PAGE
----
“Soviet themes such as the stubbornness of the un-Bolshevik older generation”

Image: (Wikipedia) “”Little Red Riding Hood” is a European fairy tale about a young girl and a Big Bad Wolf. Other names for the story are: “Little Red Cap” or simply “Red Riding Hood”. It is number 333 in the Aarne–Thompson classification system for folktales.”

From Wikipedia:

“ “Peter and the Wolf (Russian: Пе́тя и волк, “Pétya i volk”, Op. 67, a “symphonic fairy tale for children”, is a musical composition written by Sergei Prokofiev in 1936. The narrator tells a children’s story, while the orchestra illustrates it by using different instruments to play a “theme” that represents each character in the story. It is Prokofiev’s most frequently performed work and one of the most frequently performed works in the entire classical repertoire.

In 1936, Prokofiev was commissioned by Natalya Sats, the director of the Central Children’s Theatre in Moscow, to write a musical symphony for children. Sats and Prokofiev had become acquainted after he visited her theatre with his sons several times. The intent was to introduce children to the individual instruments of the orchestra. The first draft of the libretto was about a Young Pioneer(the Soviet version of a Boy Scout) called Peter who rights a wrong by challenging an adult. (This was a common theme in propaganda aimed at children in the Soviet Union at the time.) However, Prokofiev was dissatisfied with the rhyming text produced by Nina Pavlovna Sakonskaya (real name Antonia Pavlovna Sokolovskaya, 1896–1951), a then popular children’s author. Prokofiev wrote a new version where Peter captures a wolf. As well as promoting desired Pioneer virtues such as vigilance, bravery and resourcefulness, the plot illustrates Soviet themes such as the stubbornness of the un-Bolshevik older generation (the grandfather) and the triumph of Man (Peter) taming Nature (the wolf).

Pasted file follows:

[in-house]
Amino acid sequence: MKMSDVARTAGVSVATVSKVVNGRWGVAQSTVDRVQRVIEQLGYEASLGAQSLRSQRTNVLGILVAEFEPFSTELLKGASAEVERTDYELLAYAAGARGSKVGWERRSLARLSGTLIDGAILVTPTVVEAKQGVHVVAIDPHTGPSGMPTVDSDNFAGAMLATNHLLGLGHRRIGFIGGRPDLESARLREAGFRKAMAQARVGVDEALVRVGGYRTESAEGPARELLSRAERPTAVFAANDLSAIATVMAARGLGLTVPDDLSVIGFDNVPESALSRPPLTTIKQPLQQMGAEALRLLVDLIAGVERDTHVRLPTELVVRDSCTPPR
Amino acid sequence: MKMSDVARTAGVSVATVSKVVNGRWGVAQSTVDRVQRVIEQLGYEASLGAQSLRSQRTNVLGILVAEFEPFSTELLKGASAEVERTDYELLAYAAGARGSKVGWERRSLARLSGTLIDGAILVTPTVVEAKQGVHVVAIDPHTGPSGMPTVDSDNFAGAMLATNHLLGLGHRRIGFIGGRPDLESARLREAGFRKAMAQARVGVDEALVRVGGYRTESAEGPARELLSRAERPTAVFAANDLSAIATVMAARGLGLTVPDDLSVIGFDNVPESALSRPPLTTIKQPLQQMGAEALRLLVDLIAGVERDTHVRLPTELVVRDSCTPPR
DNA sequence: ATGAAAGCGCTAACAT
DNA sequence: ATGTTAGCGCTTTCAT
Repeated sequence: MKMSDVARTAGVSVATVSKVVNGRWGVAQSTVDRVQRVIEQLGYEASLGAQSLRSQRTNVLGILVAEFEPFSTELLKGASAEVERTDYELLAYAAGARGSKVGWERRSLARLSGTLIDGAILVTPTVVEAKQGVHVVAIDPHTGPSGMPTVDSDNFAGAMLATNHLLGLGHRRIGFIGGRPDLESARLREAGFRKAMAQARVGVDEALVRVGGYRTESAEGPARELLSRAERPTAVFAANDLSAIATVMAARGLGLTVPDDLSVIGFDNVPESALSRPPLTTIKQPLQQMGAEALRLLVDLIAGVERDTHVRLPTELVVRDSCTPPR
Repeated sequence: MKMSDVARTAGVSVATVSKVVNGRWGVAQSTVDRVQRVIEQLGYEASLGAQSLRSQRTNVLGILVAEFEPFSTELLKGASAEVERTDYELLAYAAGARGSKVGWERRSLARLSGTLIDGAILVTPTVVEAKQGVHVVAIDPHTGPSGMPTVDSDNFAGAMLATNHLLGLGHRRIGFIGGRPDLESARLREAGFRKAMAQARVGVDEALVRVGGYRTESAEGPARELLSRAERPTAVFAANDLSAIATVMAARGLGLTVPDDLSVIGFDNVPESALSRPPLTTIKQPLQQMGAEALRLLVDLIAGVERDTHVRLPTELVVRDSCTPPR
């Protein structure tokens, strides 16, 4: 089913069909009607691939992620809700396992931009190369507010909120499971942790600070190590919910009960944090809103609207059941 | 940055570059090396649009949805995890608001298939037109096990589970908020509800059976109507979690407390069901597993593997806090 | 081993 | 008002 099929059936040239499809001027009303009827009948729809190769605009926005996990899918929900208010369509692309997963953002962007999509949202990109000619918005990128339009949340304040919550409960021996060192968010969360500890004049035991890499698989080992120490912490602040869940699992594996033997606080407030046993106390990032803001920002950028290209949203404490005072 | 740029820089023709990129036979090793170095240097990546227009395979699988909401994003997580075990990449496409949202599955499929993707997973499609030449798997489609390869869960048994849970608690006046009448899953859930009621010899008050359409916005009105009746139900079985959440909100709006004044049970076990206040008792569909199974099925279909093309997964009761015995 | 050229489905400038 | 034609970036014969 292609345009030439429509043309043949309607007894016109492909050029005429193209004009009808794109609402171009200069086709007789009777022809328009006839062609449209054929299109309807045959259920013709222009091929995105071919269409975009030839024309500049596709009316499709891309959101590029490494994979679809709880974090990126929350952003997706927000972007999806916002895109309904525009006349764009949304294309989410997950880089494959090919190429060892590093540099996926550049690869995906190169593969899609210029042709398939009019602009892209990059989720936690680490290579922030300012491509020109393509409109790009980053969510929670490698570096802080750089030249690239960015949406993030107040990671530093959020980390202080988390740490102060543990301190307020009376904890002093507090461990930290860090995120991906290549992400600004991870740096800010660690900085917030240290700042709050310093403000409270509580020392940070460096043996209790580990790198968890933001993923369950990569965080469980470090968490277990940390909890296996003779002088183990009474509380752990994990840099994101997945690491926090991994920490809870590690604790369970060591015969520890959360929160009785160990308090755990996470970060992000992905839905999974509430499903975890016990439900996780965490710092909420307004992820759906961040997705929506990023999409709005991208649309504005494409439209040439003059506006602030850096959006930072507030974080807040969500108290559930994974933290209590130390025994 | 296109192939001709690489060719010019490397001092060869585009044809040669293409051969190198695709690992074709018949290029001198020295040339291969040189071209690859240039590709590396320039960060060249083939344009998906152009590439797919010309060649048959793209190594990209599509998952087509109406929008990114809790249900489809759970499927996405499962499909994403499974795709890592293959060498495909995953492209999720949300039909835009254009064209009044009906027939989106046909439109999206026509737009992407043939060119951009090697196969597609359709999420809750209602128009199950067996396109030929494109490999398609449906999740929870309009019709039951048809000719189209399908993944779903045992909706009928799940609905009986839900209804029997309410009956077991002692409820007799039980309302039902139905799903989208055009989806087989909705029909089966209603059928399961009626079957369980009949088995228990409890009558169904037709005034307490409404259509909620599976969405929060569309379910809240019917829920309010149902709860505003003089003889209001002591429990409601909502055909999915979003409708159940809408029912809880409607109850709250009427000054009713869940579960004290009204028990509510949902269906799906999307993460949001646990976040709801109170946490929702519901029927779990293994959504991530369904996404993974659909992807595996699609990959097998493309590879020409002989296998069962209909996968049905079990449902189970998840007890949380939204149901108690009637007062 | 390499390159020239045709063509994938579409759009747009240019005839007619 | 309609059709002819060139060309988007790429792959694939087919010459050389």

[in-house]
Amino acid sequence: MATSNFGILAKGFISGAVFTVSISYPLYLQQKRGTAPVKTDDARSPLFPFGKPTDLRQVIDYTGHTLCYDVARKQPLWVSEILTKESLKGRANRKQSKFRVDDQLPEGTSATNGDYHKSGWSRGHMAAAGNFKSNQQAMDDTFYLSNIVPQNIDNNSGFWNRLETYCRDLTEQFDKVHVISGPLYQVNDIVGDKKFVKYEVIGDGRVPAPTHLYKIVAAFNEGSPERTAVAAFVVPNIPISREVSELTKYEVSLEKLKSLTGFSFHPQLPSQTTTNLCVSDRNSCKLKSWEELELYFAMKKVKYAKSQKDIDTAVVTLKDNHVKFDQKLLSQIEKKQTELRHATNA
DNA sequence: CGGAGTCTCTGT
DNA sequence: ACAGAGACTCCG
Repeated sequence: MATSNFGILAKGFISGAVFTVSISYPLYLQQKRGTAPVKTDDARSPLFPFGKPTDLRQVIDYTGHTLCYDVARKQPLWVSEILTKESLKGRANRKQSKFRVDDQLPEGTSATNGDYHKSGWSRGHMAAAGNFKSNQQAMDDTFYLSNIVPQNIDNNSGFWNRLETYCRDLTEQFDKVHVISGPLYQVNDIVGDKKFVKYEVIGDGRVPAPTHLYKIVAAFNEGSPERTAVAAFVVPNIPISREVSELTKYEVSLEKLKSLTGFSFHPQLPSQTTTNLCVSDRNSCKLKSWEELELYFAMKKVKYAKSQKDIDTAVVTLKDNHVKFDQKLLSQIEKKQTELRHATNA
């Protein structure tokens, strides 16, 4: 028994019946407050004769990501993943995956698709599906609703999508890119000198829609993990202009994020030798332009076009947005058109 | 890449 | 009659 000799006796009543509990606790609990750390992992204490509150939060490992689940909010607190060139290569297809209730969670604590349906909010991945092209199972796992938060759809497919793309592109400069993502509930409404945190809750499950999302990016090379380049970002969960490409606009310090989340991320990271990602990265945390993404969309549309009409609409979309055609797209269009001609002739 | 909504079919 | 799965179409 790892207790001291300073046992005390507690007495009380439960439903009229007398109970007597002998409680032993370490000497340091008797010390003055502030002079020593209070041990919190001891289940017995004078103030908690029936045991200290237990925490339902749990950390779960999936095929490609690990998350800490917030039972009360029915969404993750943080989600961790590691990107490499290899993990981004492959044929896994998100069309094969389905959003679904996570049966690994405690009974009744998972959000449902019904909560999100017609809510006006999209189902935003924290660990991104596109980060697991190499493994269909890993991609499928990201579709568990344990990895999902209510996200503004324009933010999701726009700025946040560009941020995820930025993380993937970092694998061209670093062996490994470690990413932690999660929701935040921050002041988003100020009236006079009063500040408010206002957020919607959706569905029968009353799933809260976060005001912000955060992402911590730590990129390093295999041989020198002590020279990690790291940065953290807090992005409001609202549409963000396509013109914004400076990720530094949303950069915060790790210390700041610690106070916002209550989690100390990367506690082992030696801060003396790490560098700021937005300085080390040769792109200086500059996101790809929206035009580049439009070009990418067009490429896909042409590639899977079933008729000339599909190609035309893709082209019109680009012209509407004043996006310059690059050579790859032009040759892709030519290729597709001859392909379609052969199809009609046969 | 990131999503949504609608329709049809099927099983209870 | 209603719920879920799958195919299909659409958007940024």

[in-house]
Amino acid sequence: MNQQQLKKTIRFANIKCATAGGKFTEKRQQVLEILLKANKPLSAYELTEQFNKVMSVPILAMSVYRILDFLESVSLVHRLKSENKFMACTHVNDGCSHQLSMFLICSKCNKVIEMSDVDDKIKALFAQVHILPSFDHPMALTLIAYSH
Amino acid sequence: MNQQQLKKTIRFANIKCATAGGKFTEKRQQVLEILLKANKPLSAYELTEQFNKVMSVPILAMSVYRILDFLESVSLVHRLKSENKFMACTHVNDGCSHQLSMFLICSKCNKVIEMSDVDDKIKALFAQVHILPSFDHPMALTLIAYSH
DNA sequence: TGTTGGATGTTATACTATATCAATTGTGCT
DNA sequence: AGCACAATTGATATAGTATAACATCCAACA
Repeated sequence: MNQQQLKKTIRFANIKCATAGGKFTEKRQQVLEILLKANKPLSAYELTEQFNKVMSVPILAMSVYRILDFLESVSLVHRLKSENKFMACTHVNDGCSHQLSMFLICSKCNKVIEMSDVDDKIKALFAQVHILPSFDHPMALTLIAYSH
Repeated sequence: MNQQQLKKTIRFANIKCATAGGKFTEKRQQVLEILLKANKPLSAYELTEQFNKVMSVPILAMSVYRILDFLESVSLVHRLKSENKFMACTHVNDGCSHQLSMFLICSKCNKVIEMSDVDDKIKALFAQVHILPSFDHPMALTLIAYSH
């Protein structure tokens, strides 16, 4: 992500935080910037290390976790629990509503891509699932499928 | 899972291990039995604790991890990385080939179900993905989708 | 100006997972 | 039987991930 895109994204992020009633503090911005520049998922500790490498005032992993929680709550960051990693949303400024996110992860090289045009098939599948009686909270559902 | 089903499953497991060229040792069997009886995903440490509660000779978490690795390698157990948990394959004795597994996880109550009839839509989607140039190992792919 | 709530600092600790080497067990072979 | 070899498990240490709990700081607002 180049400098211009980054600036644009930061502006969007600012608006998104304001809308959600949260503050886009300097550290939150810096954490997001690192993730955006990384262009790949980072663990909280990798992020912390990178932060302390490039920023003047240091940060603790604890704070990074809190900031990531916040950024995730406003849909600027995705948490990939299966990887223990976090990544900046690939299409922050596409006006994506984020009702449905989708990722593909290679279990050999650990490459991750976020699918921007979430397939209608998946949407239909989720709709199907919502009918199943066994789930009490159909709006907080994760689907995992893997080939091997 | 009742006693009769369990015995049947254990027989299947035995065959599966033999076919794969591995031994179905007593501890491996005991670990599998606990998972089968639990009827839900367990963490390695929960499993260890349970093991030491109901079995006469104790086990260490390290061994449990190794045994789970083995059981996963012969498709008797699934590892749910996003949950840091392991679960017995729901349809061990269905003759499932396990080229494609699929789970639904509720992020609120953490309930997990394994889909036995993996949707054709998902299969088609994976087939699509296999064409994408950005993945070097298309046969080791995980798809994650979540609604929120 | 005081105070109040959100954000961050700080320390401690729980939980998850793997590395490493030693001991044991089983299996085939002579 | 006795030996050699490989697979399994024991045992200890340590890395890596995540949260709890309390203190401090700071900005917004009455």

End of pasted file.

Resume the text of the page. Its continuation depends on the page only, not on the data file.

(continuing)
Prokofiev produced a version for the piano in under a week, finishing it on April 15. The orchestration was finished on April 24. The work debuted at a children’s concert in the main hall of the Moscow Conservatory with the Moscow Philharmonic on 2 May 1936. However, Sats was ill and the substitute narrator inexperienced, and the performance failed to attract much attention. Later that month a much more successful performance with Sats narrating was given at the Moscow Pioneers Palace. The American premiere took place in March 1938, with Prokofiev himself conducting the Boston Symphony Orchestra at Symphony Hall, Bostonwith Richard Hale narrating. By that time Sats was serving a sentence in the gulag, where she was sent after her lover Marshal Mikhail Tukhachevsky was shot in June 1937.

Prokofiev produced detailed performance notes in both English and Russian for Peter and the Wolf. According to the English version:

Each character of this tale is represented by a corresponding instrument in the orchestra: the bird by a flute, the duck by an oboe, the cat by a clarinet playing staccato in a low register, the grandfather by a bassoon, the wolf by three horns, Peter by the string quartet, the shooting of the hunters by the kettle drums and bass drum. Before an orchestral performance it is desirable to show these instruments to the children and to play on them the corresponding leitmotivs. Thereby, the children learn to distinguish the sounds of the instruments during the performance of this tale.

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